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On a roll: Feminist toilet paper to be exhibited at the Museum of London


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An unconventional exhibit will be coming to the Museum of London: limited edition toilet roll.

The roll will be one of 100 commissioned by campaign group First Hundred Years as a way of commemorating the ‘courage and tenacity of pioneering women in the law’.

The campaign was founded to celebrate, inform and inspire future generations of women in the profession. In 2019, the project will be marking the centenary of the Sex Disqualification (Removal) Act 1919 which paved the way for women to become lawyers for the first time.

Curator Beverley Cook said: “The law was changed in 1919 and it became unlawful to exclude women from the professions on gender grounds, but in practical ways it was not always as simple as that. Something like a lack of female toilets in courts and barristers’ chambers meant there was still a practical barrier to these women practising law and they had to campaign to change that."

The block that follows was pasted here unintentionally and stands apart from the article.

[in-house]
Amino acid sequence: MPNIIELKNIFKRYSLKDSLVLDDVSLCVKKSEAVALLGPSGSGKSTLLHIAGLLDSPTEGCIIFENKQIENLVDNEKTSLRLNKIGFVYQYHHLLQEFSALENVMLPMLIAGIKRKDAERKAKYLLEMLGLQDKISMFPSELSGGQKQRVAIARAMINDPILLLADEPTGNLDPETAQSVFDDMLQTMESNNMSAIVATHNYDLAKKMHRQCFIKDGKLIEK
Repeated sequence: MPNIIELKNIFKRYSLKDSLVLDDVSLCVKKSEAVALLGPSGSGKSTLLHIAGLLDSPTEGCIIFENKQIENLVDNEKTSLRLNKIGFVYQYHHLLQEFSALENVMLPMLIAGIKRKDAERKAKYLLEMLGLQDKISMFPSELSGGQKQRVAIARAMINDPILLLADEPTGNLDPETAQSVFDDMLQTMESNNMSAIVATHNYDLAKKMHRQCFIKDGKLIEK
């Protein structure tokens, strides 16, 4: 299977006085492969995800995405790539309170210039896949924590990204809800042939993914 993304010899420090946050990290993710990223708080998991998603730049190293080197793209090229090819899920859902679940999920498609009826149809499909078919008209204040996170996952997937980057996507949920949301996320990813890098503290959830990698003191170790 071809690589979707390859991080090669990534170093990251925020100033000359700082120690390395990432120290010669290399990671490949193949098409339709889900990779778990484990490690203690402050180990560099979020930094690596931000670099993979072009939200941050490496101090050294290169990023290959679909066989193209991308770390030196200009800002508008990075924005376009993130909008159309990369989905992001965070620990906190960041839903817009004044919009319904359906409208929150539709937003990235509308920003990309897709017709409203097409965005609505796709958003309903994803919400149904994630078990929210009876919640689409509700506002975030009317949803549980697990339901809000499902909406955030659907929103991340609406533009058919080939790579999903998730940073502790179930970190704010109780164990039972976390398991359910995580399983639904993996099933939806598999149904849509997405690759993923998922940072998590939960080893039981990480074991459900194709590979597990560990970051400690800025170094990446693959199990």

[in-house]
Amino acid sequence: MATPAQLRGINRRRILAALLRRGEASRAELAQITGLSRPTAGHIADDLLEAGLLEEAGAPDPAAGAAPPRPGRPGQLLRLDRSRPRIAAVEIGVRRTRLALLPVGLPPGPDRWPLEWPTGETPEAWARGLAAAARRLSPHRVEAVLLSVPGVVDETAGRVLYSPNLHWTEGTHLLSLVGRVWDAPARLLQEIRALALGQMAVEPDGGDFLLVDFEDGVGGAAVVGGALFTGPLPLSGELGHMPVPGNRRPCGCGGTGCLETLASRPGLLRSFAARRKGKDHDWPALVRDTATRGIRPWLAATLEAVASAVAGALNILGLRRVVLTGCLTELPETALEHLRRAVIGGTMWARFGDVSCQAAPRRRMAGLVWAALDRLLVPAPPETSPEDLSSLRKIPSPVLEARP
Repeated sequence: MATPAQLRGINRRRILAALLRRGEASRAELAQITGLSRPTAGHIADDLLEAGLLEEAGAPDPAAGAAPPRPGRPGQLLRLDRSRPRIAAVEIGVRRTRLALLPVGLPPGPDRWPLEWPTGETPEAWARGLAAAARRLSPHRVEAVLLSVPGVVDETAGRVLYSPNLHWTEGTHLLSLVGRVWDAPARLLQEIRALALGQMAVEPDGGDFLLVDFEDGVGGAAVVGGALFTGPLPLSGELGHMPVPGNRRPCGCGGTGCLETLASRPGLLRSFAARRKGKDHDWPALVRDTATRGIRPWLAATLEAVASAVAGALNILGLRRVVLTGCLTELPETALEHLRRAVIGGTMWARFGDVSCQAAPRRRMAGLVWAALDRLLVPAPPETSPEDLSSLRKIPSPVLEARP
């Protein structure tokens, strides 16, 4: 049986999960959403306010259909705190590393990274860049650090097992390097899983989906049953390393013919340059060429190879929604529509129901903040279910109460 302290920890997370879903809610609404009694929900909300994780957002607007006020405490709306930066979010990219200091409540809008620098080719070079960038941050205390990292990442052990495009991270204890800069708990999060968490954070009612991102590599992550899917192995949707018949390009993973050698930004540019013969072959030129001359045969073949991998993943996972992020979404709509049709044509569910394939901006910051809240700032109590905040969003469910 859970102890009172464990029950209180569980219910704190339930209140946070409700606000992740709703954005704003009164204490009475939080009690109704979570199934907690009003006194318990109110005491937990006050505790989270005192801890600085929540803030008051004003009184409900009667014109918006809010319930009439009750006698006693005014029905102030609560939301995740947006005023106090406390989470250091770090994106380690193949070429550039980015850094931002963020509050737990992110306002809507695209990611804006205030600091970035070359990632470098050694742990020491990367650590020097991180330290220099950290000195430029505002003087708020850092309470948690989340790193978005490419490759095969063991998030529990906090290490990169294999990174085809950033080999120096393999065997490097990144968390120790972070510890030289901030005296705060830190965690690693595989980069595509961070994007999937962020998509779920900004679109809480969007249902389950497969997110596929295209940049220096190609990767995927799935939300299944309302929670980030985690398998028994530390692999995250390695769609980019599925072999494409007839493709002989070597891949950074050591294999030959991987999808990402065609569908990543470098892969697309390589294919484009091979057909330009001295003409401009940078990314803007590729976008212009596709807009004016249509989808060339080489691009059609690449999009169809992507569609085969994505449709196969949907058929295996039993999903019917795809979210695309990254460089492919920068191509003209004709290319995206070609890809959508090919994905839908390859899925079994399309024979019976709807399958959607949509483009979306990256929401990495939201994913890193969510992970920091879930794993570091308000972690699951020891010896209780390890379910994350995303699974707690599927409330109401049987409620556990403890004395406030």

First 100 Years is in the midst of creating an online museum focussing on women in law. Creator Dana Denis-Smith said: "People don’t know their history - who the first woman solicitor was, for instance. There is no archive like the First 100 years to help us place ourselves in history."

The roll, designed Adrien Raphoz with text by Grant Codron, has been made to represent how a lack of female bathrooms at law firms and legal institutions was used as a pretext not to hire women in law, as recently as the 1970s.

The Museum of London website states that 'it fits brilliantly with our collection of suffragette material, reflecting the way that even after campaigners fought to end formal discrimination, unequal facilities excluded women from the world of work and public life.’

Earlier this month, female barristers won the right to access what was once an all-male locker room at Southwark crown court, arguing that the limited access meant they were being excluded from conversations about cases.

Cook added: "Some people would say we still have a long way to go and that’s the really great thing about this exhibit. It is a contemporary object that links back to the past."


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